1010

The most striking thing about Thailand's coup d'etat is the speed and size of the anti-coup protests. Int he three days immediately after the coup, mass protests of ordinary people have erupted in many areas of Bangkok, but also in Chiangmai and other towns. This is history in the making.
The way the United States government treats soldiers returning from its wars of imperial conquest indicates its priorities. There have been many reports of failures to adequately treat all the cases of mental illness resulting from the wars of occupation in Afghanistan and Iraq. High levels of alcoholism, drug use, depression and suicide have been reported by veterans and their families.
People in Turkey are sad and angry. At least 300 workers lost their lives in a May 13 mine accident in Soma, a small town 300 miles from Istanbul. It was the biggest workplace disaster in Turkish history. But instead of punishing management and promising to improve safety, Prime Minister Recep Tayyip Erdogan has openly defended the company. All across the country, people are mobilising against the government. The ruling Justice and Development Party (AKP) has reacted with police violence, pepper gas, and water cannons.
The letter published below was sent to Human Rights Watch's executive director Kenneth Roth on behalf of Nobel Peace Prize Laureates Adolfo Perez Esquivel and Mairead Maguire; former UN Assistant Secretary General Hans von Sponeck; current UN Special Rapporteur on Human Rights in the Palestinian Territories Richard Falk; and more than 100 scholars (listed below). It is reprinted from Alternet. * * * Dear Kenneth Roth,
The US government has reaffirmed its “deep respect for the Israeli army’s moral code” days after video emerged of a cold-blooded Israeli sniper killings two Palestinian boys. The boys, 17-year-old Nadim Siam Nuwara and 16-year-old Muhammad Mahmoud Odeh Abu al-Thahir, were killed at a Nakba Day protest near the Ofer military prison in the occupied West Bank village of Beitunia on May 15. Nakba Day commemorates the ethnic cleansing in 1948 when Israel was founded on the back of the expulsion of hundreds of thousands of Palestinians from their homes and land.
Venezuela and Palestine have signed fresh agreements on oil, taxation and diplomatic cooperation, Venezuela Analysis said on May 19. The agreements were made during a visit by Palestinian president Mahmoud Abbas to Venezuela. In a key agreement, Venezuela created a new corporation, Petro-Palestina, through which Venezuelan state oil company PDVSA will send oil to Palestine at a subsidised price. Venezuelan president Nicolas Maduro committed to sending an initial shipment of 240,000 barrels of oil.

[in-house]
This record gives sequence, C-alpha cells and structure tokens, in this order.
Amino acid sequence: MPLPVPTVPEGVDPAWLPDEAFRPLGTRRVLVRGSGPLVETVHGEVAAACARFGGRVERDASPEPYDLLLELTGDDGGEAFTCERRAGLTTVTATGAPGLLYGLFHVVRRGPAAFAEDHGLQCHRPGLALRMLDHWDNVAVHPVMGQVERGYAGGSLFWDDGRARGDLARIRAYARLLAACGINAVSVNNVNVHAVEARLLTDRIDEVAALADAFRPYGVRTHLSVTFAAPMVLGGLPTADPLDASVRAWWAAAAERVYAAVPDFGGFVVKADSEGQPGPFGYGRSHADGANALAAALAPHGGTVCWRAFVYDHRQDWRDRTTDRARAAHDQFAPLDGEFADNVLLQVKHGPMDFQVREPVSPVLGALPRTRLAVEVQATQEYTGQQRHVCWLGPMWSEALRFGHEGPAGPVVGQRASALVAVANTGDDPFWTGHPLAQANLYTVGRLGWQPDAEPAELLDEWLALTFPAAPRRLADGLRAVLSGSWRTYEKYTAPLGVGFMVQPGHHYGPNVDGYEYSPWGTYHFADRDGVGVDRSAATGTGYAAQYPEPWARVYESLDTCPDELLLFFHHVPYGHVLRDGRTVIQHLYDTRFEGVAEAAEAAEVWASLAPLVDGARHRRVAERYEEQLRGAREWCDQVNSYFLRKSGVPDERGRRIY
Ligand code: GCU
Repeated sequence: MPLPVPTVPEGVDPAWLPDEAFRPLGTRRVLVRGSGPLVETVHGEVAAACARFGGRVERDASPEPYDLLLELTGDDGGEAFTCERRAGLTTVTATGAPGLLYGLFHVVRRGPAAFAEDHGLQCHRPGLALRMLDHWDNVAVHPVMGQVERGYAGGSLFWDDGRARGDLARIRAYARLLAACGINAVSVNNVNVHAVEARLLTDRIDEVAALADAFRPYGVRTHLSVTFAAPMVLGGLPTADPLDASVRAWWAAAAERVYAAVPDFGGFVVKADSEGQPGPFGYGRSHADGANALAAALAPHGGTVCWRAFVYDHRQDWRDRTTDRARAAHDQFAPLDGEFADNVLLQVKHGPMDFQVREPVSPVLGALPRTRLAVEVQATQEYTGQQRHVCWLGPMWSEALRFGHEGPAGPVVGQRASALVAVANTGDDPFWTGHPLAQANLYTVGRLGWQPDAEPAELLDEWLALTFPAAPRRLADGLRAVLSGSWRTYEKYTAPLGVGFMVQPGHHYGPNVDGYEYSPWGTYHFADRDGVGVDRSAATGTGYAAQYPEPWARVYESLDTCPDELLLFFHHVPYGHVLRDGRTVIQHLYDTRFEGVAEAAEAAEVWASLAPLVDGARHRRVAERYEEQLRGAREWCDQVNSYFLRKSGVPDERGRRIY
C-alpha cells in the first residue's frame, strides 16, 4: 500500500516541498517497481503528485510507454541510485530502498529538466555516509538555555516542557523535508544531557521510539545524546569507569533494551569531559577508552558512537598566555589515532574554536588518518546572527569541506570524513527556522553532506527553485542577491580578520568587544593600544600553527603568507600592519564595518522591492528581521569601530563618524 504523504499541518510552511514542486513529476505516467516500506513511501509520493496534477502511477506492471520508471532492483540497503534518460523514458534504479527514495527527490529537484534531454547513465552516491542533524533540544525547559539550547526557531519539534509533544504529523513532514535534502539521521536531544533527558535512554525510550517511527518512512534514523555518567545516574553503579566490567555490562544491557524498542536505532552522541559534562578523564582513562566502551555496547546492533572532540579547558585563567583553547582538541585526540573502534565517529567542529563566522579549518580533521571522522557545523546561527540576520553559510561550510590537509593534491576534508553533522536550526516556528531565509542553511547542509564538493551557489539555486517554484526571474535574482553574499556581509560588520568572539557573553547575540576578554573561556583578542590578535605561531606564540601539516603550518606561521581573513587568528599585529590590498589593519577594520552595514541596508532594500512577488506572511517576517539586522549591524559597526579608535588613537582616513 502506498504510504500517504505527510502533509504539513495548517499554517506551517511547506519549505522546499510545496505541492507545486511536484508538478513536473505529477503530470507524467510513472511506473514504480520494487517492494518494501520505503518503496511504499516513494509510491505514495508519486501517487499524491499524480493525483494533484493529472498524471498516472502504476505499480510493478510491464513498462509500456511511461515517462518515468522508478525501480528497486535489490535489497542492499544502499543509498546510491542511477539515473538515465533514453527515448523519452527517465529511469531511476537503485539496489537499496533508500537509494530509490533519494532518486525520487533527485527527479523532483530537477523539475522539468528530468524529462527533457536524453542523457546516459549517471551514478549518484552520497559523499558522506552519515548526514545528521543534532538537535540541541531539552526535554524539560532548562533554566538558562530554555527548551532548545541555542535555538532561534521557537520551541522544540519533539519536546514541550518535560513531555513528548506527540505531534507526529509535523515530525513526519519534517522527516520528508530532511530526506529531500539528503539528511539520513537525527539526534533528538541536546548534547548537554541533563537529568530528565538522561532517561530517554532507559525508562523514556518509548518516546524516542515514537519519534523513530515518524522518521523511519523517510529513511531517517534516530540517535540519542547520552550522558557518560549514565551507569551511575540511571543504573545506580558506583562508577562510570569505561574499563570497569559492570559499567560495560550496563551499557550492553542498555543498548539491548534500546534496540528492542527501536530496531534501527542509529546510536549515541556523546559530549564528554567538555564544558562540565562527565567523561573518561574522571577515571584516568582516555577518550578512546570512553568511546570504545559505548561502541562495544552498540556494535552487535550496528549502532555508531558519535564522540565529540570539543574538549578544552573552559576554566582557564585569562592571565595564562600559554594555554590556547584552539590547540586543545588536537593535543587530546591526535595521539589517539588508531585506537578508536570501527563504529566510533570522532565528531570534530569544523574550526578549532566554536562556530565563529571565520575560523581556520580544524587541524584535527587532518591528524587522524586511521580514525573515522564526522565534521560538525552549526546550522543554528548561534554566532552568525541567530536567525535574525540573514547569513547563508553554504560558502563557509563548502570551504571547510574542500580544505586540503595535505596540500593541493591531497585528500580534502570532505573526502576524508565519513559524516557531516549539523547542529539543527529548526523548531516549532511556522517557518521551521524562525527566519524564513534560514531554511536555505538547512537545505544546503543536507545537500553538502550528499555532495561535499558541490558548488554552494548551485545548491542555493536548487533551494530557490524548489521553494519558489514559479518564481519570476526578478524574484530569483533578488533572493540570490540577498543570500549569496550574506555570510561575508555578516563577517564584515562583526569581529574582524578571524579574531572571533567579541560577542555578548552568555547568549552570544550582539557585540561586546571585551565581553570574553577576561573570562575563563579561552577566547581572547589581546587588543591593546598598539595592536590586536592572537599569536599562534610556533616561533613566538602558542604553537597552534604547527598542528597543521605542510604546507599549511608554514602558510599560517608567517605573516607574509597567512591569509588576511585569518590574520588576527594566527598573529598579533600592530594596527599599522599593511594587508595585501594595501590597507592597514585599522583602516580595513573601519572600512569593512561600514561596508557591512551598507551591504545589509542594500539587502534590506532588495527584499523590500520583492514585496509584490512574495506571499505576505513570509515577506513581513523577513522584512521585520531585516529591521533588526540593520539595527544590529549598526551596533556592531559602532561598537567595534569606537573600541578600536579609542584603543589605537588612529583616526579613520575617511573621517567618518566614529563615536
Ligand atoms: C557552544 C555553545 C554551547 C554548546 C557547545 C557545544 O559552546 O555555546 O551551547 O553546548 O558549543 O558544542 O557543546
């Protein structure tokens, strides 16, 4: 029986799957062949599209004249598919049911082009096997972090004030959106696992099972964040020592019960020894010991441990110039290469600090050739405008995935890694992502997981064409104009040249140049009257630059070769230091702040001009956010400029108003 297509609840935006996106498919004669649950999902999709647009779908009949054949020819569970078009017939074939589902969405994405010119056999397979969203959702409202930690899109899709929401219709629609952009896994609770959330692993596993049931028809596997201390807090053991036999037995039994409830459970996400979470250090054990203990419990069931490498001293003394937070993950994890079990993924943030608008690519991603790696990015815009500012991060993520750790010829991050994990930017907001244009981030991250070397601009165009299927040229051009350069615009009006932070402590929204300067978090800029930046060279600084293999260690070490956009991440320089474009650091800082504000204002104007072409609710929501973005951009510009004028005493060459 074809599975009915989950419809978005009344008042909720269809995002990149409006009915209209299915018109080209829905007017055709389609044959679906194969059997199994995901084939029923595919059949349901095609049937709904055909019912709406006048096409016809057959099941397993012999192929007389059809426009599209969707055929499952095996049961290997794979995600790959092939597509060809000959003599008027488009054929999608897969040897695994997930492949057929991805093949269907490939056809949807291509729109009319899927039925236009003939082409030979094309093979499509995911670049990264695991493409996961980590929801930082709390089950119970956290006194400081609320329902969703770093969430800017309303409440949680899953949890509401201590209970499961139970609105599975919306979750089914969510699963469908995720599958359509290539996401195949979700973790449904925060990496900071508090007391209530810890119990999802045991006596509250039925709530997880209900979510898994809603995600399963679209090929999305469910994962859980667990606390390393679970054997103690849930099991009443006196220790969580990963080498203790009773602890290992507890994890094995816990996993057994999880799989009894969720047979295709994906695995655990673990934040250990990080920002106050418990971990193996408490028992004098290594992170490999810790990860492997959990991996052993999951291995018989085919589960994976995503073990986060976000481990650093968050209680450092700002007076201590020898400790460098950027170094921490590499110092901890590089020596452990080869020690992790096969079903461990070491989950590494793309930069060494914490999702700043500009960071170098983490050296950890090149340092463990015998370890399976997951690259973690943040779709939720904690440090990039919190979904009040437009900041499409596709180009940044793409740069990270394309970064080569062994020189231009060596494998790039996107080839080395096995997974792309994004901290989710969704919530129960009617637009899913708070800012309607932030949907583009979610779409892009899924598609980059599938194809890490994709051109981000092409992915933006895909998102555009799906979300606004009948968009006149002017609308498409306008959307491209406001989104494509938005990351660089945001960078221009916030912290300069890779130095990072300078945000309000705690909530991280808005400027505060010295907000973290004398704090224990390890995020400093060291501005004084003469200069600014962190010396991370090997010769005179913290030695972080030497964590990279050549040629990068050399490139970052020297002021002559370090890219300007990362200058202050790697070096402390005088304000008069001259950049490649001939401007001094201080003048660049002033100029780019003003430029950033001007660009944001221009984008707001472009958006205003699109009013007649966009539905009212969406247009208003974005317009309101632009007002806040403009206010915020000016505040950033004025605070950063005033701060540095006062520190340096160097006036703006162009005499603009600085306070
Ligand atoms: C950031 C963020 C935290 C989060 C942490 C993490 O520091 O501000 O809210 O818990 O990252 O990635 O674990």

“We walked and walked and walked for days until we finally settled on the beach of Damour,” said 80-year-old Um Zohair. “On the beach we fetched green banana leaves together and with bamboo sticks we made a hut that sheltered us for three months on the sand.” Sixty-six years ago, Um Zohair was one of hundreds of thousands of Palestinians ethnically cleansed from their homeland, Palestine. “That was the first time we were displaced,” she said. Since the ethnic cleansing of Palestine in 1948, a series of upheavals and struggles has marked Palestinian refugees’ nomadic life in exile.

In Washington, the Foreign Relations Committee of the US Senate approved, in a 13-to-2 vote, the “Venezuelan Human Rights and Democracy Protection Act” on May 20. The bill includes sanctions on key Venezuelan government representatives and at least US$15 million to “defend human rights… and strengthen the rule of law”. Committee chair, Democrat Robert Menendez, played a lead role in the writing of the proposed legislation. He plans to present the bill before the whole Senate in the coming weeks.

Sonny Melencio is chairperson of the Filipino Party of the Labouring Masses (PLM) and a former council member of Solidarity of Filipino Workers (BMP). Melencio is also involved in a new coalition against the established “political dynasties” in the Philippines, called Alliance for Truth, Integrity and Nationalism (ATIN).
For the past five years, we have heard a great deal of rhetoric from British politicians about the “tough choices” that the financial crisis has imposed on the nation. Again and again, we heard that this crisis affected everyone equally, and that all of us were rowing together to put it right and share the burden and hardship.

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